Just to preface so you know where I am coming from to the ton new people here, I owned a hobby Audi repair shop and also now work as a maintenance guy at a mid sized print shop and work with oil analysis and work with high end synthetic industrial oils. I even went up against the worlds largest rotary screw air compressor company to prove to them their OEM oil is sub par at best and varnishes up their own compressors with testing and working with oil engineers and R&D oil engineers to prove my case. One of those is a retire Allison automatic transmission engineer who is known as the godfather of the Allison trans, who I have picked is brain on many occasions since he is an oil engineer and an automatic transmission engineer too. So while I am not an expert or even close, I have some knowledge in this area.

My personal opinion is some of the reasoning is because by using that verbiage they will discourage a high percentage of users to not tow and have a small decrease in warranty issue that are inevitable, be it from over loading, incorrect use of an untrained driver towing with an overdrive transmission, lack of proper maintenance from the owner when using the car in a "rough service" scenario, and of course law suits they would get dragged into.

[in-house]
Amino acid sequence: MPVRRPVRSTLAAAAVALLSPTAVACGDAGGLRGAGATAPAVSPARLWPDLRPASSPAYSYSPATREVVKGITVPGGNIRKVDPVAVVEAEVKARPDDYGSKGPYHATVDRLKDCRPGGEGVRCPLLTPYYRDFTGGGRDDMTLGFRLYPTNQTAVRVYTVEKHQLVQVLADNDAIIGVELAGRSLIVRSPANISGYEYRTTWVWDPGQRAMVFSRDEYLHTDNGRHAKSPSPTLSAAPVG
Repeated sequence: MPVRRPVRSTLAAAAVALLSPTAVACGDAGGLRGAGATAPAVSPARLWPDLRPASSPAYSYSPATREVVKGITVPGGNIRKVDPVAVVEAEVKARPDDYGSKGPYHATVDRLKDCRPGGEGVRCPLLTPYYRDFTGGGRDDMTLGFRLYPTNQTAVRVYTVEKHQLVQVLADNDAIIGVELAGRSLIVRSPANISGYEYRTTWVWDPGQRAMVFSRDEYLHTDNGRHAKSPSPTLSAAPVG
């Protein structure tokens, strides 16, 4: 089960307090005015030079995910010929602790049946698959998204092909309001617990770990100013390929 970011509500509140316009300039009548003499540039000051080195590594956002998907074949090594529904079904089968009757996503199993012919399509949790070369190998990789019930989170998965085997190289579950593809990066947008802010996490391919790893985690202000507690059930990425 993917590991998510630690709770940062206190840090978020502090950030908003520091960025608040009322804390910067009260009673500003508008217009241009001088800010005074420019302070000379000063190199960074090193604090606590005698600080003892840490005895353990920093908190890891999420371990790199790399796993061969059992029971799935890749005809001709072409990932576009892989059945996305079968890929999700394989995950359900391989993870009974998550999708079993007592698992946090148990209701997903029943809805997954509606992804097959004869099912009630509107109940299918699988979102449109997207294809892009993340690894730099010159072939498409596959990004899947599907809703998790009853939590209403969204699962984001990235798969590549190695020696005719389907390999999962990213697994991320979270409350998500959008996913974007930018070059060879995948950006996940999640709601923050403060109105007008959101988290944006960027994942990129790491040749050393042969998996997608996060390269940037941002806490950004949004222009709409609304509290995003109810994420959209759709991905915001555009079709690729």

All my vehicles get Redline high performance oils, they did at 2,000 miles of life. Let me digress for a moment here. I will bring it up again here to some of you that have AWD as I have a full write up a couple of times here on this site. Change out your oil in your rear differential at 5,000 miles to get rid of all the (large amount) AWD clutch pack break-in material that is there early on, in a minuscule of rear diff oil of about a hair over a 1/2 quart/1/2 liter of oil. We are talking high abrasiveness beating up your rear diff bearings. Then change it every 30,000 miles after. This is with all brand named manufactures with AWD clutch packs in the rear IE Toyota, Audi , Subaru ect.... And NO, don't believe the Hyundai service manager or order writers that are 110% clueless on this matter. Find my posts on this subject.

The big thing in towing with a small car is you have to use manual mode, or sport mode if you have a DCT or regular auto trans ATF using trans as NOT to use the overdrive gearing that will fail early from towing use. I only have some knowledge with Hyundai's DCT trans and not with the Kona's 2.0 liter trans car, but I did tow with the Elantra GT ATF pumping trans which is close to the 2.0 trans I would guess.